BERLIN (AP) -- A German lawmaker said he met Edward Snowden in Moscow on Thursday, and that the National Security Agency leaker is prepared in principle to help Germany investigate allegations of surveillance by U.S. intelligence.
Hans-Christian Stroebele, a lawmaker with Germany's opposition Greens who is a prominent critic of the NSA's alleged actions, posted on Twitter a picture of himself with Snowden. He said on his website that Snowden gave him a letter to German authorities which he will present in Berlin on Friday.
Stroebele told ARD television that Snowden "made clear he knows a great deal." He said Snowden would be prepared to travel to Germany and testify, "but the circumstances would have to be cleared up."
Germany is seeking answers from U.S. authorities to allegations Chancellor Angela Merkel's cellphone was monitored, which prompted Merkel to complain to Obama last week. Merkel's foreign policy adviser and intelligence coordinator held talks on the issue in Washington on Wednesday.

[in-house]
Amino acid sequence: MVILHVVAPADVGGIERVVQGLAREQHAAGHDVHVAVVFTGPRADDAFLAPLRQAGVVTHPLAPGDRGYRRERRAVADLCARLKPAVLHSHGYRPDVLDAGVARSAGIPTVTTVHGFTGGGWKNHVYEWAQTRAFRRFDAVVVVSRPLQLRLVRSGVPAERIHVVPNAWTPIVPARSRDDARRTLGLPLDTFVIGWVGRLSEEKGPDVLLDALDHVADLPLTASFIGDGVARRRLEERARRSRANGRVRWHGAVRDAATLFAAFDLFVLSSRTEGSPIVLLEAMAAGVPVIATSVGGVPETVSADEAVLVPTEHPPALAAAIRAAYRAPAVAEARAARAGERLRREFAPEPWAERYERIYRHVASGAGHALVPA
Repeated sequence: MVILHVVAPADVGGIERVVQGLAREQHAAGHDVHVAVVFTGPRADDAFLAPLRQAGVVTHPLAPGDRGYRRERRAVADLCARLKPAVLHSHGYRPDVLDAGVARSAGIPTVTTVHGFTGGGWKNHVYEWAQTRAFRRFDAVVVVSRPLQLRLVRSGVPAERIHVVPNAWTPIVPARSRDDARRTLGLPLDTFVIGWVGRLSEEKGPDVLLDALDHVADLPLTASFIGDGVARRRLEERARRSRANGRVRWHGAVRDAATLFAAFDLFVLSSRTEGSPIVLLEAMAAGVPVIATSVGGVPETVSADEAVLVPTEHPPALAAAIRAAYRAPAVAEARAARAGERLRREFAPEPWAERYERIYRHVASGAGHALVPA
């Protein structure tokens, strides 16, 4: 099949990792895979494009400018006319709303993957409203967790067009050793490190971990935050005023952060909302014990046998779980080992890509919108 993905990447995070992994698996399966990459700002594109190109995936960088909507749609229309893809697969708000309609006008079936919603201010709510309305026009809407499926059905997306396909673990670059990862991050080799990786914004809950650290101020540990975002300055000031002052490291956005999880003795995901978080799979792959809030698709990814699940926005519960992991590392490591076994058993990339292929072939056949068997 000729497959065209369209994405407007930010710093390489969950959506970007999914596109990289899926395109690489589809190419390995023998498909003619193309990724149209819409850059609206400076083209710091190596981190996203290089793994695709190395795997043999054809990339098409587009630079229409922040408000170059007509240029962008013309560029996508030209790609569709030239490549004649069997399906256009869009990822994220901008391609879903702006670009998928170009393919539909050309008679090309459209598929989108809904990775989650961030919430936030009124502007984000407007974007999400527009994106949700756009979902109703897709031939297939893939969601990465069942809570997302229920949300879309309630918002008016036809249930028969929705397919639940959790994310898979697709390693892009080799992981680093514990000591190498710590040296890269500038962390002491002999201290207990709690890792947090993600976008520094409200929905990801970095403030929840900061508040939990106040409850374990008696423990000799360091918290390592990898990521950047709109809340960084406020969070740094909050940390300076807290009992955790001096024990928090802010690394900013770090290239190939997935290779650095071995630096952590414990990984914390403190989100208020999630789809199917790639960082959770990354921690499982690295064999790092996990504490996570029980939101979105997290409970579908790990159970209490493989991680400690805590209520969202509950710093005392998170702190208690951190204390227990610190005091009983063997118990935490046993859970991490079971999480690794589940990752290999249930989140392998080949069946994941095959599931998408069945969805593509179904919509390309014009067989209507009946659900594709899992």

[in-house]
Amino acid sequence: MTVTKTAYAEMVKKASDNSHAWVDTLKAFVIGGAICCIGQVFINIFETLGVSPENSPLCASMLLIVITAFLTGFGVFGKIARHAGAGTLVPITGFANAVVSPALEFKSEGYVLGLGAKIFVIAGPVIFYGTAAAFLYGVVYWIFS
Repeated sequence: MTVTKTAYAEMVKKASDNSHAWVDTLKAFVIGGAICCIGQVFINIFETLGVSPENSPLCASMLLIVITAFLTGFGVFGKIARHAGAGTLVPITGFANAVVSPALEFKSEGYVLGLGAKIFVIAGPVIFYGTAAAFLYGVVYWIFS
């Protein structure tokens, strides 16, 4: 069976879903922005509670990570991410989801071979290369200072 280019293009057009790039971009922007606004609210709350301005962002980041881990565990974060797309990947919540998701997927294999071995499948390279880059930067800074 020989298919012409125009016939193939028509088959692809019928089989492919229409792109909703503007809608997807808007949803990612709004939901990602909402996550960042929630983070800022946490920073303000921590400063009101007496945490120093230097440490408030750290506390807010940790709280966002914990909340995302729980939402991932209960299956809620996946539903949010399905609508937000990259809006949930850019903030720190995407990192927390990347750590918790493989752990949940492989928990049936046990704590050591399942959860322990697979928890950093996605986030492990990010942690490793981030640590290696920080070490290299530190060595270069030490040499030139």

Germany's government was one of many that rejected an asylum request from Snowden earlier this year. Merkel spokesman Steffen Seibert, when asked earlier this week whether Berlin should seek testimony from Snowden, said "the question doesn't arise for the government now."
Federal prosecutors are looking into whether they might have grounds for investigating the allegations regarding Merkel's cellphone, but that can be a lengthy process and it's unclear when they might make any decision. Germany's parliament is expected to discuss the NSA's alleged activities Nov. 18 and lawmakers may decide to set up a commission of inquiry.
Snowden was granted asylum in Russia in August after being stuck at a Moscow airport for more than a month following his arrival there from Hong Kong. The 30-year-old faces espionage charges in the U.S.
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